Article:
Eating a balanced diet. Getting enough sleep. Exercising and moving your body. When it comes to our physical well-being, most people know what they need to do. It’s the details that get tricky.
Financial wellness is no different. In most cases, people know what they should do – saving, paying down debt, and more. That’s why Regions is taking the month of April – which is also Financial Literacy Month – to remind people about the importance of getting back to the financial basics.
And there’s no better place to start than the beginning: setting up a budget. Here are some simple steps you can take to start creating a budget.
Three Steps to Creating a Budget
Step 1 – Expenses
Start with the baseline. To have a budget, you need to understand how much you’re spending. Collect what you spend for payments, utilities, meals and mochas. Everything in one place.
- Fixed Expenses – Place everything you pay a fixed cost for monthly into one pile, like house payments, car payments or subscriptions.
- Variable Expenses – Put expenses that vary into another, like utilities and gas.
Step 2 – Income
Look at what you bring in – from wages to other income.
Step 3 –What remains?
When you’re creating a budget, what remains when you subtract expenses from your income isn’t your discretionary funds. It’s simply where you start doing the real planning. That discretionary money is what fuels savings and lets you handle smaller IFs in Life and enjoy the money you earn.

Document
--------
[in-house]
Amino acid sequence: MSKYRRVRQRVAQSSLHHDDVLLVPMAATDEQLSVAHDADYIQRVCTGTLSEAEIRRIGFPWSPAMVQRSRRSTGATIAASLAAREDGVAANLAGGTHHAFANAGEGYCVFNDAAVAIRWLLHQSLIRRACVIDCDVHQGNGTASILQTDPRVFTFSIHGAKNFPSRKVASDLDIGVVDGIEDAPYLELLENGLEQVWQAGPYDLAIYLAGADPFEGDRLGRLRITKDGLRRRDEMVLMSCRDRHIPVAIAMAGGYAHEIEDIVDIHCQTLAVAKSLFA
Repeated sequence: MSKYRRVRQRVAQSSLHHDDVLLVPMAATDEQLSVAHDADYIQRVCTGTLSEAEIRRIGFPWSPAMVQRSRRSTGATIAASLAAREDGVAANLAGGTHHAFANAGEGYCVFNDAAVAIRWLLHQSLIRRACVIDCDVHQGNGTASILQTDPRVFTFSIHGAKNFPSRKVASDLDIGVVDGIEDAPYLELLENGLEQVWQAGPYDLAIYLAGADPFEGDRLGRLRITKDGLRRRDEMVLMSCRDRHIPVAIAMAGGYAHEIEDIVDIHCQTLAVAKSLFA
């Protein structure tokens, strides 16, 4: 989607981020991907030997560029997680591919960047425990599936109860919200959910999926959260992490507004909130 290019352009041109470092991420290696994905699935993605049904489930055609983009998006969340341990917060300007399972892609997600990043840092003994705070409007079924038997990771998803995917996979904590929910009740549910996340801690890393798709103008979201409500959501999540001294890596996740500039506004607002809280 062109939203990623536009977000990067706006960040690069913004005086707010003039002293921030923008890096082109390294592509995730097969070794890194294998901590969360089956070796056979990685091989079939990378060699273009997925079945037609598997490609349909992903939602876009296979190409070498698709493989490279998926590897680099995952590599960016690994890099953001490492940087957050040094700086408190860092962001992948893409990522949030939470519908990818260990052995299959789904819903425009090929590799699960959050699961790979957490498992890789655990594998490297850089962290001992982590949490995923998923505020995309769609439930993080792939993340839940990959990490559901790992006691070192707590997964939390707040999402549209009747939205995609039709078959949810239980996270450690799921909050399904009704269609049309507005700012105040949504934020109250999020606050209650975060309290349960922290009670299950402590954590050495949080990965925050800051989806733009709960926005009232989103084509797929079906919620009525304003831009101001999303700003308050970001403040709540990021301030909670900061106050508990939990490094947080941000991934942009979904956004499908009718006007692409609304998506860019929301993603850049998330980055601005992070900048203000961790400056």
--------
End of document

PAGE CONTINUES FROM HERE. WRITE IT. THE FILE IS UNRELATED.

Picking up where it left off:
Three Tips Supercharge your savings
Want to get more control over your budget and make more progress toward your financial goals? Here are three simple tips that will help supercharge your savings!
Pay yourself first. Set up an automatic transfer from your checking to your savings that goes every month. And little by little, that money will grow. You’ll find that you have more money ready to help when you need it.
Trimming a budget is easier when you know how much you spend and where. So, it’s important that you understand everywhere your money is going. Check your statements and online accounts, because you might find things you don’t want or need any longer that you’re still paying for or places you can more easily trim – like subscriptions or eating out.
Have a goal. It’s always easier to work toward something, when, well, you’re working toward something. Saving for the sake of saving sounds like a great idea, but we often make decisions, even financial decisions and plans, not based on reason, but on feeling. Having a goal that you really would like or that would make you feel more secure might be the motivation you need!
Visit Regions Next Step online at www.regions.com/nextstepfamilybudget for more advice and guidance on managing budgets, setting savings goals and more. It’s free and available to associates and customers.